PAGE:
Ever catch yourself thinking about all the pads and tampons we go through in our lifetime that either end up in a landfill or down the toilet? If the answer is yes, then we advise you to keep reading this article. Menstruation is something we all go through. Although the idea of bleeding through underwear may gross some of us out, period panties save the day!
So how do these “PP’s” work exactly and will you feel gross? To help you navigate if period underwear is the right feminine product for you, we’ve broken down their make and recommended some brands that won’t break the bank and make you revert strictly to pads and tampons.
How They Work
Not all period underwear is created equal. Some have better absorbency levels than others and some have removable pads built into them. Discussions as to whether period panties are best for lighter days over much heavier ones are still going on. Use of period panties as a primary collection method is not recommended when you’re away from home. We’ll let you decide what works best for your monthly visitor from our recommendations below.
Absorbent and Comfortable
Pantys is a fun brand that believes everyone deserves access to menstrual hygiene. They are a certified B Corporation, with a focus on sustainability and social accountability. They offset their carbon emissions so all pantys are carbon neutral and also use revolutionary Amni Soul Eco® biodegradable fabrics to reduce waste from disposables. So, when you purchase Pantys, not only will you get super comfy, clinically approved leak-proof underwear, but you can also be reassured that you’re purchasing a product that is better for the planet.
Thinx’s focus on menstrual equity is divided amongst their four product options.
- “Classic” is their fan favorite signature line of period panties.
- “Thinx Air” keeps the heat away with ultra-thin cooling micro-mesh fabric.
- Thinx even thought to have period-safe apparel. You can find sleeping shorts, leggings, workout shorts, and leotards in a variety of absorbencies.
- “Saver Sets” are just what the name reads. These sets include 3 of the same underwear of your choosing and are discounted a little over 10%.
Thinx has been breaking the period taboo since 2013 with sustainable product processes and ethical working conditions. Products, including apparel and sets, range from $24-$102.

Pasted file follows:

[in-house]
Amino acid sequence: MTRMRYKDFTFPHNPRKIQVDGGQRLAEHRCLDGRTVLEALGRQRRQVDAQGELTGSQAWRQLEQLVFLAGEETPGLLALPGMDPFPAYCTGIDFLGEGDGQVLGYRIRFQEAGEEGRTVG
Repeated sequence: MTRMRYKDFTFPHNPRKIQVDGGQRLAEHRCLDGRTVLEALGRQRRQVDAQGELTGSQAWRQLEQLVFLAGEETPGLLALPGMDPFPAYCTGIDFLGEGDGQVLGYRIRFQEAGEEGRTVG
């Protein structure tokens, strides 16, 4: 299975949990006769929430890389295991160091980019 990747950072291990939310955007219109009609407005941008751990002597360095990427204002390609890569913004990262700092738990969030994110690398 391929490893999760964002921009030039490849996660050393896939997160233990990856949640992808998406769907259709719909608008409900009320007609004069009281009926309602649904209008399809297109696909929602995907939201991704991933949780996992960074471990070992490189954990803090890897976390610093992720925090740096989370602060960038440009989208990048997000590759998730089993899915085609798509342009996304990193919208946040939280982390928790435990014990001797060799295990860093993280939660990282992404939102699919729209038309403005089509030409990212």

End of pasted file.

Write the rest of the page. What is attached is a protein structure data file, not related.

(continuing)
Dearkate period panties are lined with three layers of absorbent fabric to prevent leaks, and they come in a variety of colors and sizes. This company wants women to feel fresh and fearless during that time of the month, all while avoiding leaks and stains. Dearkate recommends using their products for lighter days and backups although their panties offer coverage for up to two tampons. The price range is from $36-$40.
Bambody considers themselves to be the period protection game changer. They offer period panties at a lower price than that of their competitors and can also be purchased on Amazon. The company was born in Australia in 2018 with the vision to reduce the environmental impact of single-use period products. The price range for their products is $14.90-$19.90.
Period Underwear After-Care
Since these are multi-use, you will have to wash your menstrual panties. It isn’t uncommon for a smell to develop that is similar to a used pad after a few hours. Be sure to wash your period undies with care and follow all manufacturer recommendations. If wanting to go the natural route, hand wash and air dry your period panties.
Chloe Scott is a Public Relations professional interested in fitness and wellness, sports, and entertainment. She enjoys reading, writing in her spare time, and working out. Her mantra is “when you know better, you do better,” so she chooses to learn and experience what she can in life. Chloe was born and raised in Frederick, MD and looks forward to traveling the world someday and learning about other cultures. She has contributed a short story to an anthology for empowering women and girls and hopes to author her own book one day. Her current education includes a Master of Science in Sport Management and a Bachelor of Art in Communications, specializing in Public Relations. She was a previous commissioner for the Frederick County Commission for Women, has volunteered and interned with various non-profit organizations in Frederick, and was featured in a body-positive section for Sass Magazine in 2016.
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